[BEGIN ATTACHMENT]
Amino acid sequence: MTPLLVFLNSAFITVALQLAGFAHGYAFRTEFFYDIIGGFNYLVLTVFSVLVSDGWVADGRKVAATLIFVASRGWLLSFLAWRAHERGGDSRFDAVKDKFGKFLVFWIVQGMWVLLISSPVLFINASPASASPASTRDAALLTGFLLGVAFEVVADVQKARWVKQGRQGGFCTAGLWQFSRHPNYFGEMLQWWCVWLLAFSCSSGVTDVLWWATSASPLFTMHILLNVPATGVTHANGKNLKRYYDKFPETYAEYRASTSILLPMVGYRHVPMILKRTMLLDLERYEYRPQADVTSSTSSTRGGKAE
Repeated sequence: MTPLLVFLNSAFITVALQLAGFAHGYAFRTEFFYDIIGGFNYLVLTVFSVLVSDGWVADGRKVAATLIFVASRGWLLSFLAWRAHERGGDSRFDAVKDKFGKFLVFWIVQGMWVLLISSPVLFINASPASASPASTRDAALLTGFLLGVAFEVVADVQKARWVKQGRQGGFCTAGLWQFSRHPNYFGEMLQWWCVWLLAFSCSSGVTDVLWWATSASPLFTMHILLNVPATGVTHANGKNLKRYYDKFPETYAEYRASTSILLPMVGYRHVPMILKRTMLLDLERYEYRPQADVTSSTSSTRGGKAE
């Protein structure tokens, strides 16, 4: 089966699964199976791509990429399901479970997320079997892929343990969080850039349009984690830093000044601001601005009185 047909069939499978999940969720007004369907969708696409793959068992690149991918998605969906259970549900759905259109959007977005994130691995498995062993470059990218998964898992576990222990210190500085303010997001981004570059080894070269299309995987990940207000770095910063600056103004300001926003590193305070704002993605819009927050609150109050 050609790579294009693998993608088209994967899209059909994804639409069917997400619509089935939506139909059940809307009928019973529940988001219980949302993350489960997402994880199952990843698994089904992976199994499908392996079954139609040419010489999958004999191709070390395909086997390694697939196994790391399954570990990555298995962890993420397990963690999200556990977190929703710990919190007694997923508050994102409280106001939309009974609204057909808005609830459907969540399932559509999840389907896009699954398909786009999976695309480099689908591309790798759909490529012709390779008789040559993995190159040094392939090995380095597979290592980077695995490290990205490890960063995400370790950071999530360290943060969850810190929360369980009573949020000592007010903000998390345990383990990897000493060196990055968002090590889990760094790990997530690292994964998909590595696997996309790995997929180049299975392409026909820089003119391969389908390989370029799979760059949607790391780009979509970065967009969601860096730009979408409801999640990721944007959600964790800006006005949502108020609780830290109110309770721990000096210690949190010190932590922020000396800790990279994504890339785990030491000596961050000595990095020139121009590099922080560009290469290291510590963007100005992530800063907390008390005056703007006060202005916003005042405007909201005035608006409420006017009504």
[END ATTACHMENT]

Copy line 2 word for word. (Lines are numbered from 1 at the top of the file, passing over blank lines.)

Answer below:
Repeated sequence: MTPLLVFLNSAFITVALQLAGFAHGYAFRTEFFYDIIGGFNYLVLTVFSVLVSDGWVADGRKVAATLIFVASRGWLLSFLAWRAHERGGDSRFDAVKDKFGKFLVFWIVQGMWVLLISSPVLFINASPASASPASTRDAALLTGFLLGVAFEVVADVQKARWVKQGRQGGFCTAGLWQFSRHPNYFGEMLQWWCVWLLAFSCSSGVTDVLWWATSASPLFTMHILLNVPATGVTHANGKNLKRYYDKFPETYAEYRASTSILLPMVGYRHVPMILKRTMLLDLERYEYRPQADVTSSTSSTRGGKAE